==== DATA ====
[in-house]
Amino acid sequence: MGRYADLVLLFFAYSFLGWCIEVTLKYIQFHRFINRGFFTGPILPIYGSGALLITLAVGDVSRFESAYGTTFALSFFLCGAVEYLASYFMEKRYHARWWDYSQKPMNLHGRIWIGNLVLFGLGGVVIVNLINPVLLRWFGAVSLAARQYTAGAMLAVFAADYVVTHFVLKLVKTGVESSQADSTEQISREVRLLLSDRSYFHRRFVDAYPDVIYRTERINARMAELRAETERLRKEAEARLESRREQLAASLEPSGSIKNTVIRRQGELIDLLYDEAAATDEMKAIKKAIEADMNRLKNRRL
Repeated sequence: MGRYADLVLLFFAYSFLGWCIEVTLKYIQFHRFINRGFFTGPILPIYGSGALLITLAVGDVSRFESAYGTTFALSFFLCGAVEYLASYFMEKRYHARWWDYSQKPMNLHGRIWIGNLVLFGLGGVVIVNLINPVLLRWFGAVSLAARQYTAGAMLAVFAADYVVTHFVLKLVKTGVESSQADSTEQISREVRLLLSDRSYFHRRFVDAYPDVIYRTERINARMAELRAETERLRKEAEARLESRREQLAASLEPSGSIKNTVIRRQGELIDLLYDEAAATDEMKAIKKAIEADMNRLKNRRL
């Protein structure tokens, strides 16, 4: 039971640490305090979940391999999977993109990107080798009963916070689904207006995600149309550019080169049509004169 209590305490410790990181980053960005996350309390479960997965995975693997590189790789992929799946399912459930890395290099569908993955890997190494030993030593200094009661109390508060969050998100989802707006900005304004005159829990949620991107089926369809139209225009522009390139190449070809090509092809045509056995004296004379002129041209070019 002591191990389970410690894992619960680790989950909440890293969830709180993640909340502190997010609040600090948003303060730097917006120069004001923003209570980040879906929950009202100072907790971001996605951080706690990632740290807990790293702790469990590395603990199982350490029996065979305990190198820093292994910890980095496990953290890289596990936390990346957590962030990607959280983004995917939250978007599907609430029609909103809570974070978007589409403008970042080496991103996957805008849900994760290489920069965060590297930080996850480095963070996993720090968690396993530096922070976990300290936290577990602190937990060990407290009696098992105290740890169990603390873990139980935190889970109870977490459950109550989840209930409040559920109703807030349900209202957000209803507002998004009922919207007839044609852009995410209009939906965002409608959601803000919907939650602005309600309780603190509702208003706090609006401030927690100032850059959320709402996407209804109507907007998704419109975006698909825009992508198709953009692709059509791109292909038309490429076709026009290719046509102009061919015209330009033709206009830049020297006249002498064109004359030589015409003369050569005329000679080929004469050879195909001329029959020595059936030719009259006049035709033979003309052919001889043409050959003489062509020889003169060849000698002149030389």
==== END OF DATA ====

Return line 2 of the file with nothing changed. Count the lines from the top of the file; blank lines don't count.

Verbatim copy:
Amino acid sequence: MGRYADLVLLFFAYSFLGWCIEVTLKYIQFHRFINRGFFTGPILPIYGSGALLITLAVGDVSRFESAYGTTFALSFFLCGAVEYLASYFMEKRYHARWWDYSQKPMNLHGRIWIGNLVLFGLGGVVIVNLINPVLLRWFGAVSLAARQYTAGAMLAVFAADYVVTHFVLKLVKTGVESSQADSTEQISREVRLLLSDRSYFHRRFVDAYPDVIYRTERINARMAELRAETERLRKEAEARLESRREQLAASLEPSGSIKNTVIRRQGELIDLLYDEAAATDEMKAIKKAIEADMNRLKNRRL